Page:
Remember this is 1961 so if anyone finds out, his career and marriage are over. His (more or less literal) wingman John Bowers (Kyle Clements) is also his gay lover. When this was first portrayed, I thought, “Oh great, more ‘representation’ with no other reason for Larry being gay.” However as the show progressed, his past and the dynamic between being married to Sheryl (Julie McNiven) and his secret meetings with John revealed the core of fear and despair lurking within Larry (for a while, I even thought that somehow the “negative spirit” was a version of John).

So when he flies his rocket plane into a mysterious energy field and then crashes, he does emerge horribly disfigured, emitting lethal amounts of radiation, and is possessed by a “negative spirit” which has a will of its own, but the two can’t communicate.

Larry does pass out whenever the spirit leaves him (later in the show, he can stay conscious for brief periods of time), but the spirit can be out of Larry for much, much longer than a minute.


Promotional image of Jane from “Doom Patrol”

“Crazy Jane” (Diane Guerrero) wasn’t in the original comic book team but was a later addition when the comic book truly became weird. She has 64 distinct personalities as a result of being horribly abused by her Dad (and maybe other abuses we aren’t shown in season one) and thanks to experimentation in the 1970s, each of those personalities has an individual super power. None of the personalities is stable, making Jane unpredictable and dangerous.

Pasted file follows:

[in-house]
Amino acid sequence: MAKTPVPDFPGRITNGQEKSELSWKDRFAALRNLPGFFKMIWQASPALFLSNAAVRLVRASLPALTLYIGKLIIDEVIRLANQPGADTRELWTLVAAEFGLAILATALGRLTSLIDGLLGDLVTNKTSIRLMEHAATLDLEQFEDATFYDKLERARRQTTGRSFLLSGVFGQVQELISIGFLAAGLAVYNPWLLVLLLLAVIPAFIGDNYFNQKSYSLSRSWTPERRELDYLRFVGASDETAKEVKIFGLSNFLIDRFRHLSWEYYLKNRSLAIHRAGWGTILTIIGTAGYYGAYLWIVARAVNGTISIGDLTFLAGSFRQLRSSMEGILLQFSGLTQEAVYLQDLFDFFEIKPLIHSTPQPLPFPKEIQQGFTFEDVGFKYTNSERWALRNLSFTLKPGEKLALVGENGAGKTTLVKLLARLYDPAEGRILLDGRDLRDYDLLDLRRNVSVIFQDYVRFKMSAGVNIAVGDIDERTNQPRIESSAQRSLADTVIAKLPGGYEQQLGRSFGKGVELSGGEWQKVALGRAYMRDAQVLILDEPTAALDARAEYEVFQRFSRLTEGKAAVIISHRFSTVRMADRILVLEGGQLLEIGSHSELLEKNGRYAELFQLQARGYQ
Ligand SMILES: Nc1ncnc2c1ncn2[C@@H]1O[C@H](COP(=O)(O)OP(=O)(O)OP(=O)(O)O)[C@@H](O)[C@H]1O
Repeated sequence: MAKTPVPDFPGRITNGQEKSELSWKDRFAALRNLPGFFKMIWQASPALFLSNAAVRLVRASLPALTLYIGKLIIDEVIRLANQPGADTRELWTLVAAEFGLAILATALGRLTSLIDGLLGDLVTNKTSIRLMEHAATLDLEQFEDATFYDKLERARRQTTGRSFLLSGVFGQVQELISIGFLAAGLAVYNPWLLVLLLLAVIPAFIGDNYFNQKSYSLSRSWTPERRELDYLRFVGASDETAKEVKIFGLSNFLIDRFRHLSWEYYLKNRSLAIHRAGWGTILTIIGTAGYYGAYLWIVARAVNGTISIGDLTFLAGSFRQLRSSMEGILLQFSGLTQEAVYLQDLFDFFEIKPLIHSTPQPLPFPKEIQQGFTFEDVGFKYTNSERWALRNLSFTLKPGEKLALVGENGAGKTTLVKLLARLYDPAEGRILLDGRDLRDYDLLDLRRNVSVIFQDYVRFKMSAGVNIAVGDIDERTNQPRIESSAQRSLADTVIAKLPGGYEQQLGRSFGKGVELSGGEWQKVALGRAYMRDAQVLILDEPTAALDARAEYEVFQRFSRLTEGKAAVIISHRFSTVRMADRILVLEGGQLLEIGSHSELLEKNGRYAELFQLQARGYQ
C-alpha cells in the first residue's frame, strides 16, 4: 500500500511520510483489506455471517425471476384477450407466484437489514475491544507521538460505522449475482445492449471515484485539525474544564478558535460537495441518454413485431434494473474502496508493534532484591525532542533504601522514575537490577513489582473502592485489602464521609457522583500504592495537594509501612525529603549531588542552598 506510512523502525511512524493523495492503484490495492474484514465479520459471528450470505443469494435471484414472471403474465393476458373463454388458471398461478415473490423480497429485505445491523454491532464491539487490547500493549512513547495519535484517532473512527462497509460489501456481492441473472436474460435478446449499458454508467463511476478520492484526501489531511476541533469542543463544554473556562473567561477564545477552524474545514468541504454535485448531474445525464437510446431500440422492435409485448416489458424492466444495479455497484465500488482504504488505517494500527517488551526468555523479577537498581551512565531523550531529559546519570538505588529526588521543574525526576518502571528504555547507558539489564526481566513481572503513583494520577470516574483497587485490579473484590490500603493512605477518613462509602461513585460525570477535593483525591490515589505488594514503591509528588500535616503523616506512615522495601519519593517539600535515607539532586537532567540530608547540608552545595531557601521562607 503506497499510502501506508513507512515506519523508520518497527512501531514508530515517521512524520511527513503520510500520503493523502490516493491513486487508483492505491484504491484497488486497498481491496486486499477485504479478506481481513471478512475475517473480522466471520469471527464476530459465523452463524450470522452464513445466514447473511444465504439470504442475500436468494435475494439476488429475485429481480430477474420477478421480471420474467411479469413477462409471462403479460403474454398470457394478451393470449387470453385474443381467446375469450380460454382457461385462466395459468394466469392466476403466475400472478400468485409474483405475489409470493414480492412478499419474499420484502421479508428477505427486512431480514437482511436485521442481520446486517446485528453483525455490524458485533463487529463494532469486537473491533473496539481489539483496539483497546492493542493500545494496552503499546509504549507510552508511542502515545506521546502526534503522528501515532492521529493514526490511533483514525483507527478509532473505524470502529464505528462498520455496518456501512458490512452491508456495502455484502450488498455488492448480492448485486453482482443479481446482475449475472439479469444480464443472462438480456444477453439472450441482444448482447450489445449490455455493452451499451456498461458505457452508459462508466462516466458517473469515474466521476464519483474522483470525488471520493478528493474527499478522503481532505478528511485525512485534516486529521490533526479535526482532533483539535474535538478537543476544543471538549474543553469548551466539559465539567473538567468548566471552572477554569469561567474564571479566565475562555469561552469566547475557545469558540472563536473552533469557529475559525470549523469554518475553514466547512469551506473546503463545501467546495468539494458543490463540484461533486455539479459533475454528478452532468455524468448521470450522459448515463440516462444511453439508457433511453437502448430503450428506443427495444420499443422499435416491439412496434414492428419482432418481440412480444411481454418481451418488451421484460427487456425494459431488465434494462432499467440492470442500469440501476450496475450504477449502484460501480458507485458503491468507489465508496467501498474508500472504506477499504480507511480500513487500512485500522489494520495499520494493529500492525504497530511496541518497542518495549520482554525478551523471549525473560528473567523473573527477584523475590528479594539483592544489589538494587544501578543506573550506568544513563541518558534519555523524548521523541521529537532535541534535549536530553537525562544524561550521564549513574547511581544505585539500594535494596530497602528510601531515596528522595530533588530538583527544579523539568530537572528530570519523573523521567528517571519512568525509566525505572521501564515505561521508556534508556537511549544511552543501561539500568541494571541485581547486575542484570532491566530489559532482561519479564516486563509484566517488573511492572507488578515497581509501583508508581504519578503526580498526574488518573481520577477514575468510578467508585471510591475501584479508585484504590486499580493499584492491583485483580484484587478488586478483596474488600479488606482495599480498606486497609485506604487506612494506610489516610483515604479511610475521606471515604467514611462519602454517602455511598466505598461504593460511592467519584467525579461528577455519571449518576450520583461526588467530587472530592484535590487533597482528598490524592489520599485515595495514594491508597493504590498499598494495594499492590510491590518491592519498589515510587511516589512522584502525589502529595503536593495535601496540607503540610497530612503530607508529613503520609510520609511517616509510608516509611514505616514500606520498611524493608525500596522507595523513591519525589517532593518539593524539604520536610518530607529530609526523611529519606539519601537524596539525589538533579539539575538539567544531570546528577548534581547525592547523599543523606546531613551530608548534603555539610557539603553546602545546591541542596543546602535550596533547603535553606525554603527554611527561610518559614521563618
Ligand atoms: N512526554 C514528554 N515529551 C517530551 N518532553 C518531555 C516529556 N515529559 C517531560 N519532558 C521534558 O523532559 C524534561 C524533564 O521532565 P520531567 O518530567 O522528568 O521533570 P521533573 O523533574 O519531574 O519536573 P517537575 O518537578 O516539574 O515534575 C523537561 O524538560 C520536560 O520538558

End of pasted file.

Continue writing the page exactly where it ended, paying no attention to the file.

Guerrero has one of the hardest acting jobs on the show in that she has to portray some (not all 64) of those people. Occasionally, she has a change of makeup to signify which person she’s playing, but all of the time, she has to behave out of those different beings. The one we see most is “Jane” because she’s the protector. The actual core personality is Kay (Skye Roberts) who we only see as a child. Her subconscious, where all of the personalities “live” is called the Underground. In one episode, we see the Underground and each personality is portrayed by a different player. Only Driver 8 (the train engineer who ferries personalities between the Underground and the “real world”) looks like Jane.